Well.. Let's say I make a copy of you at time t. I can also make them forget which one is which. Then, at time t + 1, I will tickle the copy a lot. After that, I go back in time to t - 1, tell you of my intentions and ask you if you expect to get tickled. What do you reply?

Does it make any sense to you to say that you expect to experience both being and not being tickled?

Comment by qmotus on Does immortality imply eternal existence in linear time? · 2016-04-25T17:17:05.557Z · score: 0 (0 votes) · LW · GW
  1. Maybe; it would probably think so, at least if it wasn't told otherwise.

  2. Both would probably think so.

  3. All three might think so.

  4. I find that a bit scary.

  5. Wouldn't there, then, be some copies of me not being tortured and one that is being tortured?

Comment by qmotus on Does immortality imply eternal existence in linear time? · 2016-04-25T11:27:36.424Z · score: 0 (0 votes) · LW · GW

Let's suppose that the contents of a brain are uploaded to a computer, or that a person is anesthesized and a single atom in their brain is replaced. What exactly would it mean to say that personal identity doesn't persist in such situations?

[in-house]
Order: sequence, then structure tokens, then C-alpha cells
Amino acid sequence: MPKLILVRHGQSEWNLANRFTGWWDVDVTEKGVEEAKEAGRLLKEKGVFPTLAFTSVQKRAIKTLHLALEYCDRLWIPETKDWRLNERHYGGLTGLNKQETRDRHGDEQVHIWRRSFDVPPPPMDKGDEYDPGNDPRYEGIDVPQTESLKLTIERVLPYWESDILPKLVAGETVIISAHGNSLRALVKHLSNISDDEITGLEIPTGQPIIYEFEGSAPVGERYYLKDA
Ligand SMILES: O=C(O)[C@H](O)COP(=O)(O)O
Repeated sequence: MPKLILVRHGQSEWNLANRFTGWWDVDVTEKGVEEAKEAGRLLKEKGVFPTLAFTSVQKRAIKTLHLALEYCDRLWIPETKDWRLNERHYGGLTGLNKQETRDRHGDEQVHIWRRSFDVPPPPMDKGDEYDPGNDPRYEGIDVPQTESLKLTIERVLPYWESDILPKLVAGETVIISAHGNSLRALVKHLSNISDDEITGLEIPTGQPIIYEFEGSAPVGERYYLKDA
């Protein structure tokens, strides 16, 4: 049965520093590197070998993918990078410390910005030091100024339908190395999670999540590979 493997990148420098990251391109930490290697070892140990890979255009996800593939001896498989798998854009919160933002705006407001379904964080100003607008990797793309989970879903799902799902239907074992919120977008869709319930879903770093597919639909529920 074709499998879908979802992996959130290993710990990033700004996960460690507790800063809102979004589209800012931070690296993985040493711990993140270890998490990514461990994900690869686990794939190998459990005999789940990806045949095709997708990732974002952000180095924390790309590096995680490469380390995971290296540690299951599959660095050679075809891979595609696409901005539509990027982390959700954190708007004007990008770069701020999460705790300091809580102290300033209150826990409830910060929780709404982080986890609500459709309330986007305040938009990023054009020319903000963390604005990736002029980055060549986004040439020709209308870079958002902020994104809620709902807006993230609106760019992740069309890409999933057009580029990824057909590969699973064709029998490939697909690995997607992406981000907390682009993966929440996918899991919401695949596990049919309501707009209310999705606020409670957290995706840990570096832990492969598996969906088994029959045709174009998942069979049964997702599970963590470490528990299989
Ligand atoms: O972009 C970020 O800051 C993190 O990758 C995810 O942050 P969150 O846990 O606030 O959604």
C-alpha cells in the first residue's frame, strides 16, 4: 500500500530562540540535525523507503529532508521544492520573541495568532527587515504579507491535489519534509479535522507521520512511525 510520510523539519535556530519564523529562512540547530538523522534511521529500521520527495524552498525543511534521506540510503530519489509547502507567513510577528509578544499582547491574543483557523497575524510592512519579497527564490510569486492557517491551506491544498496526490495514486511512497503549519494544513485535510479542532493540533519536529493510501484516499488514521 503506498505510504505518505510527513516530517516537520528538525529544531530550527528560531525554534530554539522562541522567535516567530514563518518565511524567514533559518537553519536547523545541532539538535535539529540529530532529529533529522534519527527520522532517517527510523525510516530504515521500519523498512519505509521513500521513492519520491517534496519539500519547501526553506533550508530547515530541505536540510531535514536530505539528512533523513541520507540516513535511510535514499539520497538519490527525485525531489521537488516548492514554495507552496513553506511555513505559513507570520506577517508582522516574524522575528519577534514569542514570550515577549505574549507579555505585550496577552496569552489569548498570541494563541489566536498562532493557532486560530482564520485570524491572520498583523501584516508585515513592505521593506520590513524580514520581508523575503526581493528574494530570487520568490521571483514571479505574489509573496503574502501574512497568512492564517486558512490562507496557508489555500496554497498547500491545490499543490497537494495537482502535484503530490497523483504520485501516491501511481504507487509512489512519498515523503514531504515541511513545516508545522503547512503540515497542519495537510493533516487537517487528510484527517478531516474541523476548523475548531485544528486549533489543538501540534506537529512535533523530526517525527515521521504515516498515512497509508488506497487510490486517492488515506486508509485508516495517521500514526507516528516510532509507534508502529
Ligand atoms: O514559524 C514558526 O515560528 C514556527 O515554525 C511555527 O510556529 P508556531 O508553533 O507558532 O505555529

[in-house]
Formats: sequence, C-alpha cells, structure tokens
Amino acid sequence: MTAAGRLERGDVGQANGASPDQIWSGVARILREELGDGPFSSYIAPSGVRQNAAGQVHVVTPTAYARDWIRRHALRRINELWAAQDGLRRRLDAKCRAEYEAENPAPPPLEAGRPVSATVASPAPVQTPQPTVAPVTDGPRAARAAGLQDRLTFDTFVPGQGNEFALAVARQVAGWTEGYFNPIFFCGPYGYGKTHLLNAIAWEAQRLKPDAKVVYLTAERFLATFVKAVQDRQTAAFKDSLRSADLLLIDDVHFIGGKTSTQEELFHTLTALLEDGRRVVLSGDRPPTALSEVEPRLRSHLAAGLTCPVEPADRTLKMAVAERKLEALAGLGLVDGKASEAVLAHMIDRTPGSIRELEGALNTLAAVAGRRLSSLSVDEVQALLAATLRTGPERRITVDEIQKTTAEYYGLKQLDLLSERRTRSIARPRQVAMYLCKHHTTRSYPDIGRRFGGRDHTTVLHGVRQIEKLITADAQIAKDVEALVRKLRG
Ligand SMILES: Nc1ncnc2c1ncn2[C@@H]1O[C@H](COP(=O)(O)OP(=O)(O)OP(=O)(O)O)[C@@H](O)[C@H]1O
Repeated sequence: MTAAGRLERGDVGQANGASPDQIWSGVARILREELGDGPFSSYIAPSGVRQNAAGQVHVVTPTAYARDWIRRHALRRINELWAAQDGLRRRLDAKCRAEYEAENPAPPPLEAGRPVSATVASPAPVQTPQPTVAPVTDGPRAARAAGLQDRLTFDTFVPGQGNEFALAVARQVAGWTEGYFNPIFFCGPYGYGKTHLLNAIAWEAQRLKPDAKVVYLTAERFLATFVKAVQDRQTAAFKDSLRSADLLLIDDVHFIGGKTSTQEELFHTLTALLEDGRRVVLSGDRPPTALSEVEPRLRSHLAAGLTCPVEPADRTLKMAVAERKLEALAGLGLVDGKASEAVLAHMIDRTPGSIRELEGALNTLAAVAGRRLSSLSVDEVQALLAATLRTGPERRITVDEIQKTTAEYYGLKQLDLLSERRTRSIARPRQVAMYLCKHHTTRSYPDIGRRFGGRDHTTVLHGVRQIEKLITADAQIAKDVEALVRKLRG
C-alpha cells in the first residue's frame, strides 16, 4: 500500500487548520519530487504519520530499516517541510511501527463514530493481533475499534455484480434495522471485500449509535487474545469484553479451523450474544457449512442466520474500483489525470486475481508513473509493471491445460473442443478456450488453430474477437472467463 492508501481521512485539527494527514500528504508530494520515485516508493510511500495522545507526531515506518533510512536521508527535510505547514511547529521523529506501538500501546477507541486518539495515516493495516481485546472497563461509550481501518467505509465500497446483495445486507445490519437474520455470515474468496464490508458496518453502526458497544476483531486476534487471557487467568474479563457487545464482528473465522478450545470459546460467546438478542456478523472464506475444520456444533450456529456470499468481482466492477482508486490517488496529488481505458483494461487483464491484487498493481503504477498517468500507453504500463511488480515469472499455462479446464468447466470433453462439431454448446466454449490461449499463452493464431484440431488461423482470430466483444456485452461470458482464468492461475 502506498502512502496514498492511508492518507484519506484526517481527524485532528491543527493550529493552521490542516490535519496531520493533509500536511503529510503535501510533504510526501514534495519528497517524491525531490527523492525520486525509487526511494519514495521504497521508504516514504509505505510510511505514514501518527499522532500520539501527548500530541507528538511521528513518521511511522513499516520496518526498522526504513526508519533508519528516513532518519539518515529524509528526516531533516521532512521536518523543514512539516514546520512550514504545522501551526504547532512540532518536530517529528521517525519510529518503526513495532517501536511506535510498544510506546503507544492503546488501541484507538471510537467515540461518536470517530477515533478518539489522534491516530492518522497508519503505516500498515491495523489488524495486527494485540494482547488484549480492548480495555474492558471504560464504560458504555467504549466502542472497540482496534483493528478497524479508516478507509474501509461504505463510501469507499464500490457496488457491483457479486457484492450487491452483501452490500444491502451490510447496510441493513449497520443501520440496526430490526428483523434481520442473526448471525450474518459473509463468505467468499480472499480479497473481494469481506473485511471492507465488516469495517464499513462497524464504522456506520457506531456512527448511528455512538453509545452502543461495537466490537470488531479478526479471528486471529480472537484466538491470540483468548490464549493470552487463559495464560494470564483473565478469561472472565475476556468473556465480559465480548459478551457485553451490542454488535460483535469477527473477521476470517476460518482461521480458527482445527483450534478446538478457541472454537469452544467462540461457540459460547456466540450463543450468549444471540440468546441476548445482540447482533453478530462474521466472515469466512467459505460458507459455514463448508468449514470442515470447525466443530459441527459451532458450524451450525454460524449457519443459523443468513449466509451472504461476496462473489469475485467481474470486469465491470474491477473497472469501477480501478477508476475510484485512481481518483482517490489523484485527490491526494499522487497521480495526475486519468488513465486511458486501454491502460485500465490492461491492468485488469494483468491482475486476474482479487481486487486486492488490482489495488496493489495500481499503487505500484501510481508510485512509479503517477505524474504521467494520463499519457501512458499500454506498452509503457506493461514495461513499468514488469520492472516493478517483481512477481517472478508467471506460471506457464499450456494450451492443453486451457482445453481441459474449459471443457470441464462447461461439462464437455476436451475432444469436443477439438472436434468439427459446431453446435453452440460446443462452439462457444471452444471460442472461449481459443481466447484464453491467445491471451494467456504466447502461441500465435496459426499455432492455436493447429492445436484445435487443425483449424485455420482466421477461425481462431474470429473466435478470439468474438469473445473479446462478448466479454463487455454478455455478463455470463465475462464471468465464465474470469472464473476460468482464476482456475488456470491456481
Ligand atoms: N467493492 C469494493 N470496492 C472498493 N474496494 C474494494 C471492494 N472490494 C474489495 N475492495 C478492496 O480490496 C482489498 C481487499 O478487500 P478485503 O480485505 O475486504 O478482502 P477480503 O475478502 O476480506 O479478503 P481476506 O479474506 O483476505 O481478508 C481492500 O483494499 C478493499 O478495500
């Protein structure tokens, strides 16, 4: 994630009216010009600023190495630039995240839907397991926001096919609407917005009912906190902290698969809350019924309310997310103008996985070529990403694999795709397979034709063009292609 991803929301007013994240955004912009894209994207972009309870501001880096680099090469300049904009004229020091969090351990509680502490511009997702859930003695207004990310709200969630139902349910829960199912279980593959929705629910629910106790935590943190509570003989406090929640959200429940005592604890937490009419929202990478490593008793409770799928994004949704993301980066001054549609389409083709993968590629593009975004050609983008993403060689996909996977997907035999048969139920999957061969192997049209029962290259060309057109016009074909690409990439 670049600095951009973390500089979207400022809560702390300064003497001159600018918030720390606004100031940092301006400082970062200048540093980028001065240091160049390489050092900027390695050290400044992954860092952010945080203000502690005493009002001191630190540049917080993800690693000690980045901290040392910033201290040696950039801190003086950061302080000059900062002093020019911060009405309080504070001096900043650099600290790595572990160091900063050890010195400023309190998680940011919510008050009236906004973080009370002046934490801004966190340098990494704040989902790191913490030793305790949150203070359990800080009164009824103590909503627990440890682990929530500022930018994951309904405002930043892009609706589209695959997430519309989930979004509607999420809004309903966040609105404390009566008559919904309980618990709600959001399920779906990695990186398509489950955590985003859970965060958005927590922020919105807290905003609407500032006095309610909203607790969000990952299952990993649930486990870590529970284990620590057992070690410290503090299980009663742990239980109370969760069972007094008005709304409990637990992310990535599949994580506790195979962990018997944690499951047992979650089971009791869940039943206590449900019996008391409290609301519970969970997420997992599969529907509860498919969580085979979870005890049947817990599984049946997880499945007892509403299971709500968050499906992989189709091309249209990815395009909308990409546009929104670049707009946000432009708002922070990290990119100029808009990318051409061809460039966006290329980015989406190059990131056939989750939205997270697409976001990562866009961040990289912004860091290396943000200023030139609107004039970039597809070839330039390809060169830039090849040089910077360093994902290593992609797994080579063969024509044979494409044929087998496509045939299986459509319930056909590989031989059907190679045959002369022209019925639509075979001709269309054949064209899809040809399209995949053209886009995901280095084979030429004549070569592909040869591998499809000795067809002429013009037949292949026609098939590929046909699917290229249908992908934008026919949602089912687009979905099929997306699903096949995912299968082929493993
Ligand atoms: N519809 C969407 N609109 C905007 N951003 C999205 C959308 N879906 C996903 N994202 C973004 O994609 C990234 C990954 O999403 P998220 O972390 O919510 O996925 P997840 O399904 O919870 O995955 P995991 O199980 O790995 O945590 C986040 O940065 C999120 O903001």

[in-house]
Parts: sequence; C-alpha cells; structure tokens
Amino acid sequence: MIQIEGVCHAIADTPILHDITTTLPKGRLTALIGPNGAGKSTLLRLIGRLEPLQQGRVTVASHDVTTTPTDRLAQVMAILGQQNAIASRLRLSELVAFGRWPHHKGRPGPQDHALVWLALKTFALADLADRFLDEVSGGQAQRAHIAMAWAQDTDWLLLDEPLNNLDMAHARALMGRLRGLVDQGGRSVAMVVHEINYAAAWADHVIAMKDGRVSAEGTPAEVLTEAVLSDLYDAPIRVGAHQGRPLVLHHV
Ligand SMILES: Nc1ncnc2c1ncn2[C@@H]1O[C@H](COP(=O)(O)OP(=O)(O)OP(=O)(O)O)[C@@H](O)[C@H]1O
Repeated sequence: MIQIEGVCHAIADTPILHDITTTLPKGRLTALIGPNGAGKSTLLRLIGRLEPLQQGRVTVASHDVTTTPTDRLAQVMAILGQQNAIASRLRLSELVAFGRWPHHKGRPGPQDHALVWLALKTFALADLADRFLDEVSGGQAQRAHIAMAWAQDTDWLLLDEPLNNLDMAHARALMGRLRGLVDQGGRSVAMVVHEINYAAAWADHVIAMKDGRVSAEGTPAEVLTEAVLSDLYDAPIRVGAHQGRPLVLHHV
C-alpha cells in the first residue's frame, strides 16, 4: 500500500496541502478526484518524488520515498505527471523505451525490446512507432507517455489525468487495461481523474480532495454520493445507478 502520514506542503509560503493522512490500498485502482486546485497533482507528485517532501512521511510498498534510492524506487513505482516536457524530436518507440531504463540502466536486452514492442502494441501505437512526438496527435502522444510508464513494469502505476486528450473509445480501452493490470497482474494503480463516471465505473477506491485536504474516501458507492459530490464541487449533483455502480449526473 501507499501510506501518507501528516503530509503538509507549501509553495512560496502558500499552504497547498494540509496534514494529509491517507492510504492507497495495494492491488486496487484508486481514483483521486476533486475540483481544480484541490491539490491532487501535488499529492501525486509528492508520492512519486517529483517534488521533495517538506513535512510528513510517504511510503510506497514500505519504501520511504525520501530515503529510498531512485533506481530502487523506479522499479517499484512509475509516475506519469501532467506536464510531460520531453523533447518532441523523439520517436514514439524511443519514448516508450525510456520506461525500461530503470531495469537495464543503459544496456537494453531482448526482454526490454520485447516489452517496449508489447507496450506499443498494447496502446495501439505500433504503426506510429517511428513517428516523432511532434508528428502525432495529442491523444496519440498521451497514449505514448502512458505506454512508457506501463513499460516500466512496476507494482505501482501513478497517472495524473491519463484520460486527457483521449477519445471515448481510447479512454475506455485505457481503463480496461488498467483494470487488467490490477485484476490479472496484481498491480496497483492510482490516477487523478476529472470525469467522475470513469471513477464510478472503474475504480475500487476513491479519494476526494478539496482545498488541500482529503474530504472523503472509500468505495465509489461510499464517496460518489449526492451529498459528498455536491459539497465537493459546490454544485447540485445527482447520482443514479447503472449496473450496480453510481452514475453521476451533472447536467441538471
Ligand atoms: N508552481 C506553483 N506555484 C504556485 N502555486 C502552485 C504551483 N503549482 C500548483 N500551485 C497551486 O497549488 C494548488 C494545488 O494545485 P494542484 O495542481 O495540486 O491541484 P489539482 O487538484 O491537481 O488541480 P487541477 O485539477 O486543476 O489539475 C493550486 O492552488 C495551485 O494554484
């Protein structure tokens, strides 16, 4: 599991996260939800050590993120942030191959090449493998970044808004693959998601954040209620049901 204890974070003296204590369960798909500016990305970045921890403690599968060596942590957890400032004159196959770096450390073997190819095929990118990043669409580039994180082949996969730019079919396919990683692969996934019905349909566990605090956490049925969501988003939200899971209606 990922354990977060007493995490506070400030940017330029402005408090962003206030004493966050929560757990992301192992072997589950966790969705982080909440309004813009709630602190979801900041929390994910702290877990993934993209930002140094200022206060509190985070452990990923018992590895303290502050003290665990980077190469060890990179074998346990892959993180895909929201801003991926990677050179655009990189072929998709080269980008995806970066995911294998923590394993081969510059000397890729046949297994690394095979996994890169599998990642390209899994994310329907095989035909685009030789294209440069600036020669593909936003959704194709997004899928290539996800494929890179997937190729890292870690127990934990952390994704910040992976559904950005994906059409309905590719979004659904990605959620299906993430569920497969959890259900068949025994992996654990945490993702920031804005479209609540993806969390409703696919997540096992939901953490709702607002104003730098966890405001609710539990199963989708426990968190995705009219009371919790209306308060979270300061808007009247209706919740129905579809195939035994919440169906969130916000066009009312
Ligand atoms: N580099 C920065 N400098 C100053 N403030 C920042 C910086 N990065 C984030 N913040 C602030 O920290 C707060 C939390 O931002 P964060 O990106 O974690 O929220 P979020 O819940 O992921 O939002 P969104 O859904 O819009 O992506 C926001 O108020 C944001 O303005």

Comment by qmotus on Does immortality imply eternal existence in linear time? · 2016-04-25T10:18:41.485Z · score: 0 (0 votes) · LW · GW

If there's no objective right answer, you can just decide for yourself. If you want immortality and decide that a simulation of 'you' is not actually 'you', I guess you ('you'?) will indeed need to find a way to extend your biological life. If you're happy with just the simulation existing, then maybe brain uploading or FAI is the way to go. But we're not going to "find out" the right answer to those questions if there is no right answer.

But I think the concept of personal identity is inextricably linked to the question of how separate consciousnesses, each feeling their own qualia, can arise.

Are you talking about the hard problem of consciousness? I'm mostly with Daniel Dennett here and think that the hard problem probably doesn't actually exist (but I wouldn't say that I'm absolutely certain about this), but if you think that the hard problem needs to be solved, then I guess this identity business also becomes somewhat more problematic.